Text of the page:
The announcement made by the International Monetary Fund (IMF) in October 2014 that China would soon overtake the US GDP – using the purchasing power parity (PPP) – turns out to have been true to reality, since it was confirmed in December. If in 2004 the US GDP was twice as big as China’s (12.2 vs. 5.6 trillion dollars), the same year the US GDP per capita was ten times higher than China’s (41,834 vs. 4,323). The difference has narrowed down in terms of the GDP per capita, but if the current trend goes on, in twenty years the Chinese GDP (PPP) will be double compared to the US’ and the GDP per capita of the US will be double compared to China’s, by that reflecting the notable difference of demographic potential (China being roughly four times bigger).
What does this event mean at a systemic level? Could it mean that, in terms of power, the US is no longer a systemic hegemon? That, as American international relations experts were saying back in 2008-2009, with the economic-financial crisis in the background, the ‘Pax Americana’ is over?
It is but obvious that the only possible answer to these last two questions is a negative one. No, China has not replaced the US at the helm of the system. As connoisseurs of the US-China race ended in the latter’s victory last year have pointed out, Beijing challenged the figures proposed for instance at the beginning of the year by the World Bank. They were saying that China would overtake the US as GDP (measures PPP) towards the end of 2014. What could explain China’s unrest regarding such figures which were putting it in the first place? The same Stiglitz provides a clarifying answer: ‘According to some reports, the Chinese participants even threatened to walk out of the technical discussions. For one thing, China did not want to stick its head above the parapet—being No. 1 comes with a cost. It means paying more to support international bodies such as the United Nations. It could bring pressure to take an enlightened leadership role on issues such as climate change. It might very well prompt ordinary Chinese to wonder if more of the country’s wealth should be spent on them. (The news about China’s change in status was in fact blacked out at home.)’ Equally, the other question – whether or not we are witnessing the end of the ‘Pax Americana’ – can also receive a negative answer. The US incurs military expenditure higher than the expenditures of the ten states following them combined, which makes it an unchallenged leader in ‘hard power’ which counts especially today in the context of the revival of the realpolitik in the international arena. Moreover, the US holds technological supremacy as well as in the most important components of the ‘soft power’. As Robert Kaplan has recently put it in an excellent study, the US are ‘fated to lead’ the world: ‘Of course, history did not stop with the end of the Cold War. The Soviet Union may have collapsed, and China may have adopted a form of capitalism, but both Russia and China are vast, illiberal and multiethnic empires that have the capacity to together dominate the Eastern Hemisphere. This means the United States has equities of some value in such far-flung places as Ukraine and Afghanistan. Furthermore, because technology has mitigated the protective wall of two oceans—as 9/11 demonstrated—Islamic extremism must also (to say the least) be balanced against, if not contained or defeated outright. What all of this amounts to is something stark: America is fated to lead. That is the judgment of geography’.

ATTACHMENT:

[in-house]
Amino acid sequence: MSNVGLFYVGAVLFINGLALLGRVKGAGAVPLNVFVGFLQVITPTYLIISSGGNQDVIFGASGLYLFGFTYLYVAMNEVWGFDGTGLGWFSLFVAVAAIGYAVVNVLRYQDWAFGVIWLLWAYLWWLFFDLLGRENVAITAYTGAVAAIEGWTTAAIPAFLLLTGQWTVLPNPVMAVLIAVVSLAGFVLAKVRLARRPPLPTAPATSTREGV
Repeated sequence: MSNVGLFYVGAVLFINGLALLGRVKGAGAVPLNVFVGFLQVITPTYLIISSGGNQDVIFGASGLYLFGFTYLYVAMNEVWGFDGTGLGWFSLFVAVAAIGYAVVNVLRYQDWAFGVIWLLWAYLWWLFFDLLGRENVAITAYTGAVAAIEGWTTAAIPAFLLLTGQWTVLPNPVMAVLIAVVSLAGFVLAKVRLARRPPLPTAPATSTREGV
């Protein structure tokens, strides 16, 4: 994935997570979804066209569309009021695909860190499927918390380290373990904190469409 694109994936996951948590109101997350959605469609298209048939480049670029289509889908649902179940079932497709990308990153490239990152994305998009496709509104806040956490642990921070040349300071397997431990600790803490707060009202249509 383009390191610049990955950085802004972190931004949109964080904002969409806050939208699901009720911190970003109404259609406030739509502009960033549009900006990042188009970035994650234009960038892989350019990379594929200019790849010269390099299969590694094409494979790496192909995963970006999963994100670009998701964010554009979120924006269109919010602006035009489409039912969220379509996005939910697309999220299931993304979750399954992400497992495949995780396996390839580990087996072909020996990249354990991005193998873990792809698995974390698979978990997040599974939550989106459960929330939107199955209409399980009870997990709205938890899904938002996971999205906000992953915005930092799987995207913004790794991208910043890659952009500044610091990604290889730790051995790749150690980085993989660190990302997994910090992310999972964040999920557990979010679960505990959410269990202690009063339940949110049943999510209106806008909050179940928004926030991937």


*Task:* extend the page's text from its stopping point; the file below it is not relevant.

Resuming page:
History however has often reserves major surprises. If the US continue to be ‘number one’ in the system over the next few decades, will ‘Pax Americana’ be the underlying feature of the 21st century? Or are we going to have a ‘Pax Sinica’ in the century of Asia?